Kelly J. Stigliano
A Cut Above
Christian Communicator Magazine
“Stupid internet is out again,” I grumbled. Rocco looked up at me with all the concern a family dog could offer. He sighed and put his head back down on his feet.
“Humpf. You must work for the DSL company!”
How was I supposed to get my work done without the internet? I had research to do and Bible verses to verify. I had an assignment due and another deadline to meet.
When my spell check lets me down, I typically key my butchered version into the internet search engine and get the correct spelling instantaneously.
I tried three spellings of a word I was struggling with – nothing. Looking at the shelf above my computer I saw a large, familiar blue and red book. I grabbed the Webster’s dictionary and blew the dust off in a little cloud. Giggling, I was amazed at how heavy it was. Had my arms grown weaker as my internet dependence had grown stronger?
“A real dictionary,” I mused. “Imagine that.”
Within seconds I found the correcting spelling. “That wasn’t too bad.”
Rocco just sighed. He was used to me babbling throughout the day. He’d long since given up the desire to know if I was addressing him or not.
I continued writing. “I’ve used that word too many times.” My computer thesaurus didn’t offer me what I was looking for. Again, looking up, I spotted Rodale’s Synonym Finder.
Thumbing through the yellowed pages I realized that I’d not used the book in . . . in . . . years! “So? I’m not Wilma Flintstone,” I rationalized.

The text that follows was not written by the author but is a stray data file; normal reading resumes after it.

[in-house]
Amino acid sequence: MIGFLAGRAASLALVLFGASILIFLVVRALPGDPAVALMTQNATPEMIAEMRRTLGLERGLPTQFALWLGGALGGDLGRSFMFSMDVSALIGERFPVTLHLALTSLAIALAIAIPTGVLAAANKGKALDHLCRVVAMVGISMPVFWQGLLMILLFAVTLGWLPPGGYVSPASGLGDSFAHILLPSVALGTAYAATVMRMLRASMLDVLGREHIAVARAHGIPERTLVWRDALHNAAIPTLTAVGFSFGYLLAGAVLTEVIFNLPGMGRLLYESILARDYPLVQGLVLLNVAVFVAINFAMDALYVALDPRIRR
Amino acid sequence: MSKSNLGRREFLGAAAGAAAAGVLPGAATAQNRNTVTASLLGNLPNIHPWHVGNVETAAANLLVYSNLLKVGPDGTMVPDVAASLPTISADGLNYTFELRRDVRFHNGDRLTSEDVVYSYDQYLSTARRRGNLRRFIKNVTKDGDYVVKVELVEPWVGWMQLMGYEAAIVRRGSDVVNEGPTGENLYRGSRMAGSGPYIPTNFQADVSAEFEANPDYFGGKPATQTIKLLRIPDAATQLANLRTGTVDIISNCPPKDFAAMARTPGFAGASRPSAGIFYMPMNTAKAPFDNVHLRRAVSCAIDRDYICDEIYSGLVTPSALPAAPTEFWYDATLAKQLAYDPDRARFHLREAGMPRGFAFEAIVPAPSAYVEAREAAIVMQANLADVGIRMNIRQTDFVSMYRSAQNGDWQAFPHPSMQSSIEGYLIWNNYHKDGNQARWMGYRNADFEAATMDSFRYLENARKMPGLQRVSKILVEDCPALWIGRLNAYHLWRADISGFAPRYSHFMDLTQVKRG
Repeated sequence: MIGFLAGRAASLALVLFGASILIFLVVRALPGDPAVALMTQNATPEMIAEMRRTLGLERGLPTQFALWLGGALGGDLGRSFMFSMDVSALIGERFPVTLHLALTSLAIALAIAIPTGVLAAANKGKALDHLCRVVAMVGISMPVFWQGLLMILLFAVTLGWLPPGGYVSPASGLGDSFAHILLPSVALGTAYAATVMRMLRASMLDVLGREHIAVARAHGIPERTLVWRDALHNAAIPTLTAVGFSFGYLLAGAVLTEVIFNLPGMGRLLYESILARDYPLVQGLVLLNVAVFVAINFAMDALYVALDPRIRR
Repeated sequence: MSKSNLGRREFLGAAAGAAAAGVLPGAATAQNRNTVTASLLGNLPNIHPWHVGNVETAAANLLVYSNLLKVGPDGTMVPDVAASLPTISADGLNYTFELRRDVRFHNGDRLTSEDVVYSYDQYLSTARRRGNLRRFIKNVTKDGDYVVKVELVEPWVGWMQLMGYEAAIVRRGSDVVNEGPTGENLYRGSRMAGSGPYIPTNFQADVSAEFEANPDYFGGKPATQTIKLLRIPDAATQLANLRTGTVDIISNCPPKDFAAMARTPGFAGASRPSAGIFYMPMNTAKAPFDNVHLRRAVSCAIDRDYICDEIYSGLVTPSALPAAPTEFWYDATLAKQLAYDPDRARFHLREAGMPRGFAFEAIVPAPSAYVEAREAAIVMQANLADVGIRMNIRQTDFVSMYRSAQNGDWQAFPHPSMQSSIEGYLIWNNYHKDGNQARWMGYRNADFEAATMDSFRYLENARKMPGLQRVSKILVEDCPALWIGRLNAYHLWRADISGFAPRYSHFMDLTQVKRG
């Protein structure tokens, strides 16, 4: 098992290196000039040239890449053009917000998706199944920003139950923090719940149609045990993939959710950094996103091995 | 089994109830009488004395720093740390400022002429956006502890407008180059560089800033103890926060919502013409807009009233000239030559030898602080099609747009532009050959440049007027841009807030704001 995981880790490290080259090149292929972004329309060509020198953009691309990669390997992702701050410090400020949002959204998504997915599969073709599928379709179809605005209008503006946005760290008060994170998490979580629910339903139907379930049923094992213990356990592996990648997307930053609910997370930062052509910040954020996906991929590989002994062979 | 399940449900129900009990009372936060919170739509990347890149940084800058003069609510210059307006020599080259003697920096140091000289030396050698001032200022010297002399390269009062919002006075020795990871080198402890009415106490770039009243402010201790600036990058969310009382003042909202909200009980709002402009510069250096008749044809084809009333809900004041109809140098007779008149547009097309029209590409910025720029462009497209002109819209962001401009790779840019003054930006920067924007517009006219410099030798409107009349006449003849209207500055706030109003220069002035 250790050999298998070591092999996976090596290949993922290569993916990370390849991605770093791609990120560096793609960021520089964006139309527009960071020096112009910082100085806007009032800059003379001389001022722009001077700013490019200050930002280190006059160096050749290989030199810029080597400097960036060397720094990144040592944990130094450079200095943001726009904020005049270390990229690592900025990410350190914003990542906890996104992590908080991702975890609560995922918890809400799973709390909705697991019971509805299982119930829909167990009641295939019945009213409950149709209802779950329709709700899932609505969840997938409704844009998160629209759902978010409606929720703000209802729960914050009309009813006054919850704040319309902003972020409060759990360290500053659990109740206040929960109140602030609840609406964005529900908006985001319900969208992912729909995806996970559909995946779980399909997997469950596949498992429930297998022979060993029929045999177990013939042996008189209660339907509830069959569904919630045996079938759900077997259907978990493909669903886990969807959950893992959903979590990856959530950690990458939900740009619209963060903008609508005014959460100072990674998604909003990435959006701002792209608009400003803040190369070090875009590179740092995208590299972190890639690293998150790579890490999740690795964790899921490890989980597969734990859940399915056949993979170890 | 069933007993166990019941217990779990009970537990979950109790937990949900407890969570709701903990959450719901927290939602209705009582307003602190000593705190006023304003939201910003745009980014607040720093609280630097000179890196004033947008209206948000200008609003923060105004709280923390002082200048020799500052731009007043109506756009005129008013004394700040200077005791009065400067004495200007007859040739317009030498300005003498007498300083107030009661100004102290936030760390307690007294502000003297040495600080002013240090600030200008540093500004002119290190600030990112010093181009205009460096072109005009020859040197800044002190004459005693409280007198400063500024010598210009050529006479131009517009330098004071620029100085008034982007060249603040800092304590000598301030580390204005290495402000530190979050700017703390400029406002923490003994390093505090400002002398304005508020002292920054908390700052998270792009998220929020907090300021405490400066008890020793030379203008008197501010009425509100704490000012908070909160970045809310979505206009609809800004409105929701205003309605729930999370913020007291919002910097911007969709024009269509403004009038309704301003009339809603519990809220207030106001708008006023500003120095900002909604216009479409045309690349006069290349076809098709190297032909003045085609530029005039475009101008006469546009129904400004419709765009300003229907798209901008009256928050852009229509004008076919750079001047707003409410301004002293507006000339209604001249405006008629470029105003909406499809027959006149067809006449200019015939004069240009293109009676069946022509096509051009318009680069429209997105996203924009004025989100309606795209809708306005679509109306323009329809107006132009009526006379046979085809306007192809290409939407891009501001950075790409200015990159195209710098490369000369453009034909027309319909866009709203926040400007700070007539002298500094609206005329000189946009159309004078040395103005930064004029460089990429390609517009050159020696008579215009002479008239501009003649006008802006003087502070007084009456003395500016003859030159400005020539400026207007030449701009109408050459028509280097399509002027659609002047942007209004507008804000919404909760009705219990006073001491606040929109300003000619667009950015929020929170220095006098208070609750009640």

Needing some Bible verses, I instinctively tried to pull up Bible Gateway. Oh, I forgot.
My dusty bookshelf held another gem. The Zondervan’s Comparative Study Bible that I’d gotten for Christmas years ago had four versions inside. As I sat with all four in front of me, my eyes quickly swept from one to another.
This is really sweet, I pondered. I’d forgotten the feel of a Bible on my lap as I researched verses. “I love this!”
I wanted to reference a few old hymns. “Hmmm. Where did those old hymnals go, Rocco?” I found three of them stacked in a decorative display in the living room. My books had become ornamental relics. How sad.
I found what I needed in the hymn books and casually leafed through the pages, remembering singing the songs in church, before overhead screens became permanent fixtures in sanctuaries.
Within two and a half hours I had completed the first draft of one article and the second draft of another. Then it hit me. I’d accomplished more in just over two hours than I would normally have all morning. “How did that happen?”
I pushed my chair away from the desk, spun it around and relaxed into the high back. Staring at Rocco I silently rehearsed my morning.
I’d stopped writing to make a cup of tea. While making the tea I had gone through my coupons, re-written my shopping list, ate a yogurt, held the empty container while Rocco licked it clean, used the restroom, greeted the exterminator at the front door, opened the side gate for him to perform his quarterly killing treatment, locked the gate after he left, updated my Day-Timer, sang a few old songs, refilled the toilet paper in both bathrooms, used the restroom again, and held these heavy books that were collecting dust on my shelf.
“Imagine that, Rocco, my little dinosaur!”
I’ll bet Wilma Flintstone was an incredibly productive woman! She didn’t have the internet for research, but she also didn’t have the distraction of e-mail, Facebook, Pinterest, Twitter, an endless supply of articles and blogs that required immediate reading, or an on-line Bible that could take her from trunk to branch tip of study as the clock ticked away.
“What next, Dino? I guess I’ll get back to that manuscript I’ve been working on. Yubba-dubba-do!”